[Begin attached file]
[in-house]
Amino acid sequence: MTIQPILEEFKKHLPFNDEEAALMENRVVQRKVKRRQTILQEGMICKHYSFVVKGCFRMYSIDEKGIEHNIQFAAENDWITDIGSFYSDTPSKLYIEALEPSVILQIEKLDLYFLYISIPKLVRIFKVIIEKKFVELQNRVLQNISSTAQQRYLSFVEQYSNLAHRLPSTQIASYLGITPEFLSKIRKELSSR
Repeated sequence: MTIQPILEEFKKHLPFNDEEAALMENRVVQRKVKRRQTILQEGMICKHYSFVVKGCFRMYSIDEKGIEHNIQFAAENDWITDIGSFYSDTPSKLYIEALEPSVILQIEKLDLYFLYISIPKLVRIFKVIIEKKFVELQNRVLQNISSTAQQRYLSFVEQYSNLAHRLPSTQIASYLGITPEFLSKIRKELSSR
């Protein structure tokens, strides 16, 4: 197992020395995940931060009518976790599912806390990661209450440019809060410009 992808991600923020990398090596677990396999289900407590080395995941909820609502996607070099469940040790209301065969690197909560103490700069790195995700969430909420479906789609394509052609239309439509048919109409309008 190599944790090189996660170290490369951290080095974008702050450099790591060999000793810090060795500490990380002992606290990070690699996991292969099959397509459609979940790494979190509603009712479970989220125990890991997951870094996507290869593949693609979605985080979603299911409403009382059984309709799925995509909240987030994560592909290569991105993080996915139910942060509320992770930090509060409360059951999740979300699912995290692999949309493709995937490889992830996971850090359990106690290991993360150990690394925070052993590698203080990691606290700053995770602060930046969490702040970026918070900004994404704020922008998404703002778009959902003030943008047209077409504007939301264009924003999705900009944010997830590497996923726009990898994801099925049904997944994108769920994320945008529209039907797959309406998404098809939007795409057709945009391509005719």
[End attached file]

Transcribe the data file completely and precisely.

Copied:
[in-house]
Amino acid sequence: MTIQPILEEFKKHLPFNDEEAALMENRVVQRKVKRRQTILQEGMICKHYSFVVKGCFRMYSIDEKGIEHNIQFAAENDWITDIGSFYSDTPSKLYIEALEPSVILQIEKLDLYFLYISIPKLVRIFKVIIEKKFVELQNRVLQNISSTAQQRYLSFVEQYSNLAHRLPSTQIASYLGITPEFLSKIRKELSSR
Repeated sequence: MTIQPILEEFKKHLPFNDEEAALMENRVVQRKVKRRQTILQEGMICKHYSFVVKGCFRMYSIDEKGIEHNIQFAAENDWITDIGSFYSDTPSKLYIEALEPSVILQIEKLDLYFLYISIPKLVRIFKVIIEKKFVELQNRVLQNISSTAQQRYLSFVEQYSNLAHRLPSTQIASYLGITPEFLSKIRKELSSR
């Protein structure tokens, strides 16, 4: 197992020395995940931060009518976790599912806390990661209450440019809060410009 992808991600923020990398090596677990396999289900407590080395995941909820609502996607070099469940040790209301065969690197909560103490700069790195995700969430909420479906789609394509052609239309439509048919109409309008 190599944790090189996660170290490369951290080095974008702050450099790591060999000793810090060795500490990380002992606290990070690699996991292969099959397509459609979940790494979190509603009712479970989220125990890991997951870094996507290869593949693609979605985080979603299911409403009382059984309709799925995509909240987030994560592909290569991105993080996915139910942060509320992770930090509060409360059951999740979300699912995290692999949309493709995937490889992830996971850090359990106690290991993360150990690394925070052993590698203080990691606290700053995770602060930046969490702040970026918070900004994404704020922008998404703002778009959902003030943008047209077409504007939301264009924003999705900009944010997830590497996923726009990898994801099925049904997944994108769920994320945008529209039907797959309406998404098809939007795409057709945009391509005719």